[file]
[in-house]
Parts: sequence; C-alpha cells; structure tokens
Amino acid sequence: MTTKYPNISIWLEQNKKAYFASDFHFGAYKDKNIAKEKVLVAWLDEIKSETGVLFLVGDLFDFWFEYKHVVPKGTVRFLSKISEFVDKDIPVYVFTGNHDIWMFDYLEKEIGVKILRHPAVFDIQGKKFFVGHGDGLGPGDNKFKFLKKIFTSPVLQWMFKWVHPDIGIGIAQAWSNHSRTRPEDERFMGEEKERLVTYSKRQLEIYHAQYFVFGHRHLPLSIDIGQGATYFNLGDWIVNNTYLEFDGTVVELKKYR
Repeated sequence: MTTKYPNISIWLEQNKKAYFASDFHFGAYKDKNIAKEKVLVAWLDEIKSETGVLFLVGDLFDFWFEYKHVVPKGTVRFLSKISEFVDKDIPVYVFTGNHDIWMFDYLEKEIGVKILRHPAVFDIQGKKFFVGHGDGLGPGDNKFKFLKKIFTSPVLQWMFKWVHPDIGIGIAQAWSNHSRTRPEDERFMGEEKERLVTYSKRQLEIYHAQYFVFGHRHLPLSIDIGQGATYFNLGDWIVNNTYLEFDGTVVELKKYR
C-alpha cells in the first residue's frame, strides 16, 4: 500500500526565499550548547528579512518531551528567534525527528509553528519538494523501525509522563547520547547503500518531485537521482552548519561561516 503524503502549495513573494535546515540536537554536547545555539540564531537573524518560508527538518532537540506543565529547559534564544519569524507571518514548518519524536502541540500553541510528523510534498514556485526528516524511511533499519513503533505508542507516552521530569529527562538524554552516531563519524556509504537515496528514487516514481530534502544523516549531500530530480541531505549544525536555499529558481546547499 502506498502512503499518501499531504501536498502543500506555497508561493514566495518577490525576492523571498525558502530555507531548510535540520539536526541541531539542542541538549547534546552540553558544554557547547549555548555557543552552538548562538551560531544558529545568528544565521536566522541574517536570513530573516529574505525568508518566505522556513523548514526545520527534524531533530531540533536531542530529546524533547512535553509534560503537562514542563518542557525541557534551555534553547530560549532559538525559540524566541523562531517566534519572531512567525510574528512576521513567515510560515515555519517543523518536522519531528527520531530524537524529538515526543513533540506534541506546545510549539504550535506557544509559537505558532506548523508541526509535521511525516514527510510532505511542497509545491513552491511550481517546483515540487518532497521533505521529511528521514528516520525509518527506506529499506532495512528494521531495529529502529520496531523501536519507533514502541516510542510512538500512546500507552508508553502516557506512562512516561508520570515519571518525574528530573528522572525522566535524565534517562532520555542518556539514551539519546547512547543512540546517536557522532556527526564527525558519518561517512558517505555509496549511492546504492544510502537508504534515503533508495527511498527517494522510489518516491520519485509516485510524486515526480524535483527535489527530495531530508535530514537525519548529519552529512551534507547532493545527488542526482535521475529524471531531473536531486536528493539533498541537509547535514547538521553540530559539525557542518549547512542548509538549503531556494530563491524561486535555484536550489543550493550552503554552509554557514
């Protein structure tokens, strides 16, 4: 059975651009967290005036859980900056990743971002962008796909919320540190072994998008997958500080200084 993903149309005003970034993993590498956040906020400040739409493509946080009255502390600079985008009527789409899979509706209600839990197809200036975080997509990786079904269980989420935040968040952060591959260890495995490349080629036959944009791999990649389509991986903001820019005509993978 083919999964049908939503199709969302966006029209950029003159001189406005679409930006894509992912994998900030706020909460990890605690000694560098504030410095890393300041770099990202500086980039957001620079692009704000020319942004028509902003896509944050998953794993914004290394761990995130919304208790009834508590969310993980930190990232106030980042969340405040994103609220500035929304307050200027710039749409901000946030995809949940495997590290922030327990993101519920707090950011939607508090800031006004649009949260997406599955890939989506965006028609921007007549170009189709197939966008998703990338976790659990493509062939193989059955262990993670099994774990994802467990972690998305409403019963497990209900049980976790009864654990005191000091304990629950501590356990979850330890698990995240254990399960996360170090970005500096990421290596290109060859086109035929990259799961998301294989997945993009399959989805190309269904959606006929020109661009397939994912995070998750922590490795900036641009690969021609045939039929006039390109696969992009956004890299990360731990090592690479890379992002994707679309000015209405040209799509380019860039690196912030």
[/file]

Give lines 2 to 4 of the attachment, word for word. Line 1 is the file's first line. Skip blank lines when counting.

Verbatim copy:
Parts: sequence; C-alpha cells; structure tokens
Amino acid sequence: MTTKYPNISIWLEQNKKAYFASDFHFGAYKDKNIAKEKVLVAWLDEIKSETGVLFLVGDLFDFWFEYKHVVPKGTVRFLSKISEFVDKDIPVYVFTGNHDIWMFDYLEKEIGVKILRHPAVFDIQGKKFFVGHGDGLGPGDNKFKFLKKIFTSPVLQWMFKWVHPDIGIGIAQAWSNHSRTRPEDERFMGEEKERLVTYSKRQLEIYHAQYFVFGHRHLPLSIDIGQGATYFNLGDWIVNNTYLEFDGTVVELKKYR
Repeated sequence: MTTKYPNISIWLEQNKKAYFASDFHFGAYKDKNIAKEKVLVAWLDEIKSETGVLFLVGDLFDFWFEYKHVVPKGTVRFLSKISEFVDKDIPVYVFTGNHDIWMFDYLEKEIGVKILRHPAVFDIQGKKFFVGHGDGLGPGDNKFKFLKKIFTSPVLQWMFKWVHPDIGIGIAQAWSNHSRTRPEDERFMGEEKERLVTYSKRQLEIYHAQYFVFGHRHLPLSIDIGQGATYFNLGDWIVNNTYLEFDGTVVELKKYR